This month we’re starting a new feature in the “Ask An Editor” column at Romance University. We’ll continue to answer your questions as they come in. (The address for questions is email@example.com .)
Definition: Present tense verbs indicate that action is taking place right now.
Example: The baby sleeps through the night.
We’re not talking about last night or tomorrow night. We’re talking about this night right now.
Literary Present: Here’s where things get interesting. Literary convention says that the “now” of the story is related with past tense verbs. In other words,
In life: Present time = present tense
In books: Present time = past tense
So how do fiction writers use the present tense? When is it appropriate? (We’re not talking about fiction that experiments with tense or deconstructs the convention. We’re talking about typical books.) You can safely use present tense in dialogue. You can also use it in italicized interior monologue, but with a light touch, please. You can, with some clever phrasing and very careful writing, use it in non-italicized interior monologue, but it’s not an easy thing to pull off. Use extreme caution.
Common error: Using a present tense contraction. “That’s when she realized the baby was sleeping.” (That’s = That is)
Definition: Past tense verbs indicate that the action took place in the past.
Example: The baby slept through the night.
Literary Past: As we’ve already mentioned, in fiction, the past is the present. The vast bulk of your story should be written in the simple past tense. Any time you stray from the simple past tense, stop and ask why. Why are you shifting out of the scene moment? Staying in scene is a good thing. Try to do it. J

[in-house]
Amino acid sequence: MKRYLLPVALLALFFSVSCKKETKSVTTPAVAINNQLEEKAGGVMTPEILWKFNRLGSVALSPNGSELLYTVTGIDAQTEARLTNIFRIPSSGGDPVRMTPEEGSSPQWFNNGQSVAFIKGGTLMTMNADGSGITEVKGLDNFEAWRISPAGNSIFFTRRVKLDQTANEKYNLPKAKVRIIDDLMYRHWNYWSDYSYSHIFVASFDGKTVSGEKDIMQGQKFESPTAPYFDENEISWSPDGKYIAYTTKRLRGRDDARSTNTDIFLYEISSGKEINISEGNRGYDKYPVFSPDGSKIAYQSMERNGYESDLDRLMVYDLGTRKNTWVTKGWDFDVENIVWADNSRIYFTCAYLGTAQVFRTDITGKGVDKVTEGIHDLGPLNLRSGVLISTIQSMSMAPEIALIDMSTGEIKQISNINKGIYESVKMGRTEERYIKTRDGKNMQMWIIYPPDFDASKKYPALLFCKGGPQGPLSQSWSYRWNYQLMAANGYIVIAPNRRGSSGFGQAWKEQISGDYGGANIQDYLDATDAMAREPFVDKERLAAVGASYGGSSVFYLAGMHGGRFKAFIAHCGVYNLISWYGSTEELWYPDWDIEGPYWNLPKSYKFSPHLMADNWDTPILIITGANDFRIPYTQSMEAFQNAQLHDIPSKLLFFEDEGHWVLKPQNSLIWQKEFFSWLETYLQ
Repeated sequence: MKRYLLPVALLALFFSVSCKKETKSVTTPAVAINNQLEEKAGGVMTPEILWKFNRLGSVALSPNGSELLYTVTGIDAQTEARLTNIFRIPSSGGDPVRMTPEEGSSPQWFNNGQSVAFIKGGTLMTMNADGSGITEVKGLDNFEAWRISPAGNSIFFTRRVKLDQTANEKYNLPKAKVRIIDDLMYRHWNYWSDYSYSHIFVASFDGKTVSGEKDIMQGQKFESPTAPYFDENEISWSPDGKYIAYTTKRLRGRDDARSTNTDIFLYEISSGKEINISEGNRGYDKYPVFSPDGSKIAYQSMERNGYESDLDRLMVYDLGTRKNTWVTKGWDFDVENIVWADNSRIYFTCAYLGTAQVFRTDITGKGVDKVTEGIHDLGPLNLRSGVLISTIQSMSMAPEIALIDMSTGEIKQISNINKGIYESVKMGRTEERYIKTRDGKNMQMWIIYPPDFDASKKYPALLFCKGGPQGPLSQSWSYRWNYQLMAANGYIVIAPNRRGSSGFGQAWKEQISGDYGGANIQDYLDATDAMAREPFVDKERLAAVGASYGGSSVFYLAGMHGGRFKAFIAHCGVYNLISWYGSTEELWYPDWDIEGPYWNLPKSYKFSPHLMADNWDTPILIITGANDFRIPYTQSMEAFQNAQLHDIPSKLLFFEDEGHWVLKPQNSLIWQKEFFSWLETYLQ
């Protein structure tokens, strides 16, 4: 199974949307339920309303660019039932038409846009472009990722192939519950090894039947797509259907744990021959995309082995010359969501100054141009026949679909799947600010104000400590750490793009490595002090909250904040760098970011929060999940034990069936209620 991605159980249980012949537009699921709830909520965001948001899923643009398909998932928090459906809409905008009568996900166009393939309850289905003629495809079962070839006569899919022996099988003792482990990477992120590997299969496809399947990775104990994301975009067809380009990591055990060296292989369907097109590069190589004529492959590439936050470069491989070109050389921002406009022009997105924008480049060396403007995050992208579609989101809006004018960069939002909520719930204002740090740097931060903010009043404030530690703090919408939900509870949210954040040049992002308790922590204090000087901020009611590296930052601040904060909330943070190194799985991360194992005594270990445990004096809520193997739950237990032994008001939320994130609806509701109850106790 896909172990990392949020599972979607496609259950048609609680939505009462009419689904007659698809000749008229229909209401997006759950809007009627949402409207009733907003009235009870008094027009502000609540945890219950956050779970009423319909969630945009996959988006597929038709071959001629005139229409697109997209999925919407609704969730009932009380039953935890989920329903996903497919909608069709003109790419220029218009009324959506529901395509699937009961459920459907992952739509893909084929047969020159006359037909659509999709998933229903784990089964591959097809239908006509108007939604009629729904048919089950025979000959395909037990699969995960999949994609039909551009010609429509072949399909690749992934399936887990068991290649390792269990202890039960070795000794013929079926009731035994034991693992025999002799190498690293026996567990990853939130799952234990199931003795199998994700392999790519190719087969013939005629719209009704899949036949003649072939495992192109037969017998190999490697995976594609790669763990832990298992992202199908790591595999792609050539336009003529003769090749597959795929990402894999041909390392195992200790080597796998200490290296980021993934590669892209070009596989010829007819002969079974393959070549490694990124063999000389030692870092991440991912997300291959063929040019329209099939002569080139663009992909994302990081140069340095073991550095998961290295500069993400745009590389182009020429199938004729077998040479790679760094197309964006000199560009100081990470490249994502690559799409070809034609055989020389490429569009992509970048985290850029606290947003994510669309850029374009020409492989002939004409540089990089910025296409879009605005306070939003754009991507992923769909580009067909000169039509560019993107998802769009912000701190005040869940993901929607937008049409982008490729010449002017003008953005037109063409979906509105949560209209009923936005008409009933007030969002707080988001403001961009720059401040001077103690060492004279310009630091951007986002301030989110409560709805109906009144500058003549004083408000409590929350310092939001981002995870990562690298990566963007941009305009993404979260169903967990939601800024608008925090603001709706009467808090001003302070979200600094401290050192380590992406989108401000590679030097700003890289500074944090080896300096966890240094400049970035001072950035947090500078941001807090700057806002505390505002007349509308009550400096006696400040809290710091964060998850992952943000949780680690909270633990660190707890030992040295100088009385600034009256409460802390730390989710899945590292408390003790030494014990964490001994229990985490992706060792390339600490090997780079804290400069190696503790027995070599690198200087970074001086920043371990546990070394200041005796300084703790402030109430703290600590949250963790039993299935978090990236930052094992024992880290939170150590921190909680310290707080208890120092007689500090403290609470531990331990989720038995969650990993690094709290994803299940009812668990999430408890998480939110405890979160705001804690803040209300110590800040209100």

Common Error: Sticking to the simple past when the time sequencing doesn’t permit it. “The baby slept through tomorrow night.” The simple past should be your default, but it’s not foolproof.
Definition: Future tense verbs indicate something that will happen in the future.
Example: The baby will sleep through the night.
Literary future: If the past is the present, then when does the future arrive? That sounds like a philosophy riddle. Rather than meditating on this one, let’s just remember the general rule that the simple future tense is safe to use in dialogue when the characters are discussing things which might happen in future scenes. As with the present tense, infrequent uses of the future tense in italicized interior monologue will be okay, too. Most other uses will sound awkward.
As with all general rules, there are exceptions. But please do flag any outside-the-quotation-marks usages of future tense and scrutinize them carefully.
Common error: Using the future tense in action sentences to impart a casual or conversational feel. “Marie poured a large cup of coffee before heading into her morning meeting. She’ll feel a lot better if the baby will sleep through the night.” (Second sentence is future tense. See how awkward that is?)
Present Perfect Tense
Now comes the tricky part. Perfect tenses can give even the best writers a migraine.
Definition: The present perfect tense connects the present and the past, but sometimes those connections are indefinite or intangible.
Example: The baby has slept through the night for some time now. (It happened on past nights. It happens on the current night. We connect those past nights with the present night in a single verb, “has slept.”)
We’re not going to worry about defining the three specific usages of the present perfect tense, though, because–
Literary Present Perfect: Almost never occurs outside of dialogue. Even interior monologue, whether italicized or non-italicized, will almost always be less awkward in past perfect than in present perfect.
Why is this? Well, if you think the “future of the past” question sounded like an unsolveable zen koan, try this one. If the literary present is expressed in past tense, and if you want a verb tense to connect that literary past tense to the past of that literary past, how can you do that in present terms? Is it even possible to connect the past to the past in the present?